What at least some are considering a win for workers across the country, the Dept. of Labor has finalized a rule to update overtime protections. In total, the new rule is expected to extend overtime to 4.2 million Americans who are not currently eligible under federal law, and it is expected to boost wages for workers by $12 billion over the next 10 years. This includes more than 425,000 employees in North Carolina.
The 40-hour workweek has been a pillar of economic security for working families. The rules of the road were simple: if you were called on to put in extra work, your employer had to pay you extra regardless of whether you received an hourly wage or a salary. This left most Americans with more money in their pockets, more time to balance obligations at home and at work, and the opportunity to get ahead with more time outside of work for school or additional training.
Yet over the past 40 years, the share of full-time workers qualifying for overtime based on their salaries has plummeted from 62 percent in 1975 to 7 percent today.
The final rule, which takes effect on Dec. 1, 2016, doubles the salary threshold – from $23,660 to $47,476 per year, or $913 per week – under which most salaried workers are guaranteed overtime (hourly workers are generally guaranteed overtime pay regardless of their earnings level). Additionally, this new level will be automatically updated every three years to ensure that workers continue to earn the pay they deserve.
Overtime protections were first put into place by the Fair Labor Standards Act of 1938, and established the general standard that workers be paid time-and-a-half for any hours worked over 40 hours in a week. In general, all hourly employees are guaranteed overtime, and salaried employees are presumed to have the same guarantee unless they both: (1) make more than a salary threshold set by the Dept. of Labor, and (2) pass a test demonstrating that they primarily perform executive, administrative or professional duties. A limited number of occupations are not eligible for overtime pay (including teachers, doctors and lawyers) or are subject to special provisions.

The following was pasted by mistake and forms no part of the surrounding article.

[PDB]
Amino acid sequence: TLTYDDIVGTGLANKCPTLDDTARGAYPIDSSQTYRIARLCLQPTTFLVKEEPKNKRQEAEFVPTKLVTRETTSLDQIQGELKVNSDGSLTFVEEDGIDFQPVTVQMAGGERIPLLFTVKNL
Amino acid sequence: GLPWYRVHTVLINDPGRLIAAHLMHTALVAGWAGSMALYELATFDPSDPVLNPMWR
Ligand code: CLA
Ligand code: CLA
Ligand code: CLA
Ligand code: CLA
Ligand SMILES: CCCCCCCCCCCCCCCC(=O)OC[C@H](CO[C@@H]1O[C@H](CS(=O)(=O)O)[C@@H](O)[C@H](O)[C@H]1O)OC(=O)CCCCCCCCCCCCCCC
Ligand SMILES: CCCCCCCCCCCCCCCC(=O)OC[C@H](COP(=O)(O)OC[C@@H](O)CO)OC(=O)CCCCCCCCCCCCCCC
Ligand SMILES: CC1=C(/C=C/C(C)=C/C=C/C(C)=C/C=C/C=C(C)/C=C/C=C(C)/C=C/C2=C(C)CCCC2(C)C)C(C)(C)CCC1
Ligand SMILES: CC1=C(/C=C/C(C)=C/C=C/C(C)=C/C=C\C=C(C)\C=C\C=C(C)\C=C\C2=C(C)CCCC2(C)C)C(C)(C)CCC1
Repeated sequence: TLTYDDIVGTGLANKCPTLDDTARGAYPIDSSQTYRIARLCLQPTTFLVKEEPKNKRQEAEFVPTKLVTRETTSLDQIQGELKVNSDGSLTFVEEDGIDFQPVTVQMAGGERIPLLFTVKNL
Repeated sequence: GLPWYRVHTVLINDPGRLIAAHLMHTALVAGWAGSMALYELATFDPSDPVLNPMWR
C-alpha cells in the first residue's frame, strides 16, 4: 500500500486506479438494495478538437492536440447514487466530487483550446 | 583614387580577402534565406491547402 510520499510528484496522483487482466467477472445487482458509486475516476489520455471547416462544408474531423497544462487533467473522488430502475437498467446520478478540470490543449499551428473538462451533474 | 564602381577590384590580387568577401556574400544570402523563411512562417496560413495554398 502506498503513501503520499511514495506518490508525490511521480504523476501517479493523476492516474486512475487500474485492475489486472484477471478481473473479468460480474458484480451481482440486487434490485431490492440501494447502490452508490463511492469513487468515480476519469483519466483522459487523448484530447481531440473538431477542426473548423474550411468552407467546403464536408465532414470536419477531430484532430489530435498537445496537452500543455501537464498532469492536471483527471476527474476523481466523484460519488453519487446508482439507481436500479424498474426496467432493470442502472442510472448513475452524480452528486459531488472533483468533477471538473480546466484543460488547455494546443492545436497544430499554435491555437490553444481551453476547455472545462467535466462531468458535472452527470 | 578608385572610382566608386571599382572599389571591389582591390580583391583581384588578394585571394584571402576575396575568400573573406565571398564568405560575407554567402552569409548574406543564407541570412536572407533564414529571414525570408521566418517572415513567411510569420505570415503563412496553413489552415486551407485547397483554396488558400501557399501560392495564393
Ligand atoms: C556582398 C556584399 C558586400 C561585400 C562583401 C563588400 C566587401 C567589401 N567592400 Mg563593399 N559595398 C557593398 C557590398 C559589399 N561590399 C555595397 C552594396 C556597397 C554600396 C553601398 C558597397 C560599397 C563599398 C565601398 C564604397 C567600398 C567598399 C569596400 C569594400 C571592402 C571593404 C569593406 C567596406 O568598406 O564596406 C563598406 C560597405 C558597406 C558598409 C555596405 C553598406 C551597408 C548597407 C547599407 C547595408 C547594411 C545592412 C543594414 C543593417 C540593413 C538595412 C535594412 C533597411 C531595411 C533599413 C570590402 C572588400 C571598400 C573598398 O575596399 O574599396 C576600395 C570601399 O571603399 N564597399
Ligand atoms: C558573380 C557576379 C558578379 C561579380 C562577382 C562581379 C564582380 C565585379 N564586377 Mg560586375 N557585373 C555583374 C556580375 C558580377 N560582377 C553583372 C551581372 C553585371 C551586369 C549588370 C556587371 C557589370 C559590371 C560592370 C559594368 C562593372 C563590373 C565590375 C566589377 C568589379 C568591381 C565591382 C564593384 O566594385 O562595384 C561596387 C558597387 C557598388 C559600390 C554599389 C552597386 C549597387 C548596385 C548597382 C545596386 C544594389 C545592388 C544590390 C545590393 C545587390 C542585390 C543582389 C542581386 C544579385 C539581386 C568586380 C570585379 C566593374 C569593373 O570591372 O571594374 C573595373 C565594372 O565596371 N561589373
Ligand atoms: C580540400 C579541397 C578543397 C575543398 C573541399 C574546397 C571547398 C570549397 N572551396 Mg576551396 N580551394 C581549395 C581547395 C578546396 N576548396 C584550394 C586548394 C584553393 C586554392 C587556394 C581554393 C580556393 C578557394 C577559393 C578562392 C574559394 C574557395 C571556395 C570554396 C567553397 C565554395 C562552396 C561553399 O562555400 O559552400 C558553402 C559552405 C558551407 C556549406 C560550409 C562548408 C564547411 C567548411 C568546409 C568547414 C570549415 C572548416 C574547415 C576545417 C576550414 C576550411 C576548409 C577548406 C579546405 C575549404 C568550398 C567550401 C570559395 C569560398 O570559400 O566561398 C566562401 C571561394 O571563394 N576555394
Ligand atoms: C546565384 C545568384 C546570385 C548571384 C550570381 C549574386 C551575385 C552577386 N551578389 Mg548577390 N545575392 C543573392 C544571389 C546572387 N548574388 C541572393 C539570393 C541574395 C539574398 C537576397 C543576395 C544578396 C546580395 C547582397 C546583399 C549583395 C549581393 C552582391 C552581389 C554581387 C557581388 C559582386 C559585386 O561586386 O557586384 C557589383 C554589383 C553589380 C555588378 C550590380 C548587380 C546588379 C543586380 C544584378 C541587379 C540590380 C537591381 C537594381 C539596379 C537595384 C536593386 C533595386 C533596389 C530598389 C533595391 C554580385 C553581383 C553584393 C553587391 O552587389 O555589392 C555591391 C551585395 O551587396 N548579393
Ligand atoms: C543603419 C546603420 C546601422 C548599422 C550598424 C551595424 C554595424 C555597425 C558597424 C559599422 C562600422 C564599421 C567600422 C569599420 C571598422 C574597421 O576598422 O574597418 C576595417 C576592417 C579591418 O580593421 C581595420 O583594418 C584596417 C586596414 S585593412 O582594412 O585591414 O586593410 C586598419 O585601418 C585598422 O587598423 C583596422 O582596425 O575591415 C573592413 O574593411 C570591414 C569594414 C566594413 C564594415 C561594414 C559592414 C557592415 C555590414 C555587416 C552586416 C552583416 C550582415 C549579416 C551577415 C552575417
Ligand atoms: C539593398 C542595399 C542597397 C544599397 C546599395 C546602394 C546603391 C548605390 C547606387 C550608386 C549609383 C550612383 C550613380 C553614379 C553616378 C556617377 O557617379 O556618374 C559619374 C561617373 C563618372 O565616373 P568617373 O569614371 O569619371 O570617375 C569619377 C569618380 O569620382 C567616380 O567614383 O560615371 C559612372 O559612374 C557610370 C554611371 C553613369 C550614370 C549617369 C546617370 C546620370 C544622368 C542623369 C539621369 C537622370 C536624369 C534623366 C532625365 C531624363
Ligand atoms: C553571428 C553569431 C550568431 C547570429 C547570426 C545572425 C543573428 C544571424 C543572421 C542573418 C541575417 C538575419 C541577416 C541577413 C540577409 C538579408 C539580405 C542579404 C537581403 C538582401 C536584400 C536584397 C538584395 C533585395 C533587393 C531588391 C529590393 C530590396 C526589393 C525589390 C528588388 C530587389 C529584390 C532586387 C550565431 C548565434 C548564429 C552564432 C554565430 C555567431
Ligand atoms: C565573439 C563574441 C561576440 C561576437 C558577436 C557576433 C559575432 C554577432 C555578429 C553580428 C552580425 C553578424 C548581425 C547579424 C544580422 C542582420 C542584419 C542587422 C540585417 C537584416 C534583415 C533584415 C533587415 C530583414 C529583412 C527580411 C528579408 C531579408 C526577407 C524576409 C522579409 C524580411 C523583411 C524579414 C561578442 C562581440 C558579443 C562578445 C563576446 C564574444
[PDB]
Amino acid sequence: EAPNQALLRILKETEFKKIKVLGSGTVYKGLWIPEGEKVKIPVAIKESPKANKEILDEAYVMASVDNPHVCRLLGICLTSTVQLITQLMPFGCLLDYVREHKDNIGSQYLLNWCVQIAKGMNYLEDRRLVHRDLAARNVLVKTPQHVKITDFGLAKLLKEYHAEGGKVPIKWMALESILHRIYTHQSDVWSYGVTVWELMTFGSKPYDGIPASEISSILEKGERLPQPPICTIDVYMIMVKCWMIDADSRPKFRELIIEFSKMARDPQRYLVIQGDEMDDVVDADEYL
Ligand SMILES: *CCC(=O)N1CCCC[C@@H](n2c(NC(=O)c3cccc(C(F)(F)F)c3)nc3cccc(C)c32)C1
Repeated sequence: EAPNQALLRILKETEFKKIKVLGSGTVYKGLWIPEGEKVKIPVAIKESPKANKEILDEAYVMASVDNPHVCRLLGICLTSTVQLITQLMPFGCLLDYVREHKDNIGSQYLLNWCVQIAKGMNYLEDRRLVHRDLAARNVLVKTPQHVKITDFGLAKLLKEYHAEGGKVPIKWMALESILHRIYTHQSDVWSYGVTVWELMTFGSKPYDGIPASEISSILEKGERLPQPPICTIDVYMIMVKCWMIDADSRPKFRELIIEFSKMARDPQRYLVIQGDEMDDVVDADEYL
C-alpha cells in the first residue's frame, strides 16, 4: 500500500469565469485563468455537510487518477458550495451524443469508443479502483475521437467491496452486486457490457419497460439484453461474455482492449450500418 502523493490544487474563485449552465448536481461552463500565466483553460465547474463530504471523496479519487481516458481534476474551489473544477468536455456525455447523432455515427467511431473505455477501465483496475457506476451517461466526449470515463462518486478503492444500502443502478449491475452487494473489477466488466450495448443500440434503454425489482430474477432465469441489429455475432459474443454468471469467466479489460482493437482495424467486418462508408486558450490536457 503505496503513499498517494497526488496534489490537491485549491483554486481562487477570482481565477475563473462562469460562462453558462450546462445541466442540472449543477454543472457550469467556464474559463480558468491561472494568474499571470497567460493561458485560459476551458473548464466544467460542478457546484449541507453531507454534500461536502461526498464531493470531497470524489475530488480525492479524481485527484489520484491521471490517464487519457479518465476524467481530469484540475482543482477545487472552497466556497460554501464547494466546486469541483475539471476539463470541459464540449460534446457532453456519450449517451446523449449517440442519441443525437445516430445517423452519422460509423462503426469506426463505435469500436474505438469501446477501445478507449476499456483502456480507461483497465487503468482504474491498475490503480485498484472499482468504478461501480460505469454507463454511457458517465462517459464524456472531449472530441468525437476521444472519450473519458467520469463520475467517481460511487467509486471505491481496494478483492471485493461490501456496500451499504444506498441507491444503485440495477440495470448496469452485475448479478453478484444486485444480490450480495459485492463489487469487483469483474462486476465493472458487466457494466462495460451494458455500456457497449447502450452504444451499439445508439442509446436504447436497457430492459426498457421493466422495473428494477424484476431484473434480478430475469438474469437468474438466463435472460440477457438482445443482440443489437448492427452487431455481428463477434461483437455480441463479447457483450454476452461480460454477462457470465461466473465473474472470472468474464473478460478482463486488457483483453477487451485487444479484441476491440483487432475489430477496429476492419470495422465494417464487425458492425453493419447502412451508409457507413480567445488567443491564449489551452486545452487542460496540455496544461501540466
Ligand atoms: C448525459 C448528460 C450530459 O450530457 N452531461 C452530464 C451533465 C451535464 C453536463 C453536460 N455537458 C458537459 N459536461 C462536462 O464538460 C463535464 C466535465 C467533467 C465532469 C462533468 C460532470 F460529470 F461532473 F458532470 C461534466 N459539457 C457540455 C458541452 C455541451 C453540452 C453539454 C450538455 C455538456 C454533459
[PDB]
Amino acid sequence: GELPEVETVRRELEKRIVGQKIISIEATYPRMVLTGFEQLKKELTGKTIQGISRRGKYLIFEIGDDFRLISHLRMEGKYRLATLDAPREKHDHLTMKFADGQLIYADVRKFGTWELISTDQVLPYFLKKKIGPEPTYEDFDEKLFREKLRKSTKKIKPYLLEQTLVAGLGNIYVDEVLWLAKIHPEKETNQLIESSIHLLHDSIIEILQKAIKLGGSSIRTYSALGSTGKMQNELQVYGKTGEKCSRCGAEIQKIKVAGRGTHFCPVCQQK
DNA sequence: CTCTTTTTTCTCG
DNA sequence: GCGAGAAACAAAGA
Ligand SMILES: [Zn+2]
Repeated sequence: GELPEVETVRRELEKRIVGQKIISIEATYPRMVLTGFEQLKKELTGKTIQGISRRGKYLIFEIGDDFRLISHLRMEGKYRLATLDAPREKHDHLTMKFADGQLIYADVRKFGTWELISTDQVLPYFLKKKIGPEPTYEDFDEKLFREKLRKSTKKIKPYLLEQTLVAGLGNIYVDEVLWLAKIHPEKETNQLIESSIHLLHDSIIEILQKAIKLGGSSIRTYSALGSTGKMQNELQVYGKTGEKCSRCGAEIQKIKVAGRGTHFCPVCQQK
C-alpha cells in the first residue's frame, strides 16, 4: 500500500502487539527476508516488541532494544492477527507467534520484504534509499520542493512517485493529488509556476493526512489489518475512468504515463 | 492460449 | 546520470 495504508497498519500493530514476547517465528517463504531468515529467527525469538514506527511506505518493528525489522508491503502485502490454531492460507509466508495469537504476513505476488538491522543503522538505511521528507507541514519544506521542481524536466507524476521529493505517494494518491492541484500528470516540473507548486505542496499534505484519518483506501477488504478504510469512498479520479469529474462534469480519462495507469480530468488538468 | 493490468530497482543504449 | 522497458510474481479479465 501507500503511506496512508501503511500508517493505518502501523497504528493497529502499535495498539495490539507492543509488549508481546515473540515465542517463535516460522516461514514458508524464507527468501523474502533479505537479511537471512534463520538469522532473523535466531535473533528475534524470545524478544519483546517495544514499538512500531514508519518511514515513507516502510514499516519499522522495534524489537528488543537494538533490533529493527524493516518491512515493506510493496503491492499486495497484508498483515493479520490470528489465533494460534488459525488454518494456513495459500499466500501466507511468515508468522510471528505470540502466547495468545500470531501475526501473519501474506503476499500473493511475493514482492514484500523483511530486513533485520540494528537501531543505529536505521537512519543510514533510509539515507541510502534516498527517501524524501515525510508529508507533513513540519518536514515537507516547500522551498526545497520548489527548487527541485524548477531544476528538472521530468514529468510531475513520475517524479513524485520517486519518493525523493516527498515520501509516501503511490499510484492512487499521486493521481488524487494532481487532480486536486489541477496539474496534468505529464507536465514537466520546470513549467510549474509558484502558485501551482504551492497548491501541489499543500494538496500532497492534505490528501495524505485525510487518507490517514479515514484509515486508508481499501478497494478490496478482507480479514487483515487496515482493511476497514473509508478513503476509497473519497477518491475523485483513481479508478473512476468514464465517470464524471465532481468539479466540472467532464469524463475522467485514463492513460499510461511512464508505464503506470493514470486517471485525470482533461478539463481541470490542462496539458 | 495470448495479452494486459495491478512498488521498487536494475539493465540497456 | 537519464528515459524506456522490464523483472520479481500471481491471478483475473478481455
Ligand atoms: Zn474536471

“At just $455 per week or $23,660 per year, it was easy for employers to avoid paying overtime by classifying employees as managers and having them do the same work as hourly employees plus a few more managerial tasks,” Clermont Ripley, an attorney with the Workers’ Rights Project at the NC Justice Center, said in a press release. “I have had clients who were classified as managers and paid a salary who were required to work 12 or 13 hour days doing a lot of the same work as the hourly employees they were supervising but for a lower hourly rate – often less than minimum wage. “
It’s a ruling that has come under fire by small business owners and their proponents, including the Carteret County Chamber of Commerce, which has taken a public stance opposing the new limits. On May 10, 2015, the chamber board unanimously approved a resolution to this effect with all 21 members of the board voting.
In addition, bills are in committees in both the House and the Senate. Sen. Thom Tillis of North Carolina is co-sponsor of the S. 2707 and Rep. Walter Jones is co-sponsoring HR 4773 – the Protecting Workplace Advancement and Opportunity Act – which is attempting to block the change, although both would require presidential action.
“Most employers aren’t sitting around on a pile of cash just waiting to be told by the federal government to hand it over to their employees,” Tillis commented. “Mandates for higher pay will require these already struggling small businesses to lay off or reduce the hours for workers they can no longer afford.”
Chamber President Tom Kies notes that it is important that employers begin to take heed of the pending change and make preparations.
“I think we should be planning ahead,” Kies said. “We’re going to start tracking our staff’s hours here at the chamber in September so we can be ahead of the game. People need to be prepared and begin looking at how this will affect their company.”
In addition to tracking all employees time, employers must decide if it is more cost effective to raise salaries above the newly-appointed threshold, or to pay overtime to those employees who may occasionally work more than 40 hours a week.
The Dept. of Labor will release technical instructions to help private employers, nonprofit employers and institutions of higher education come into compliance with the new rule.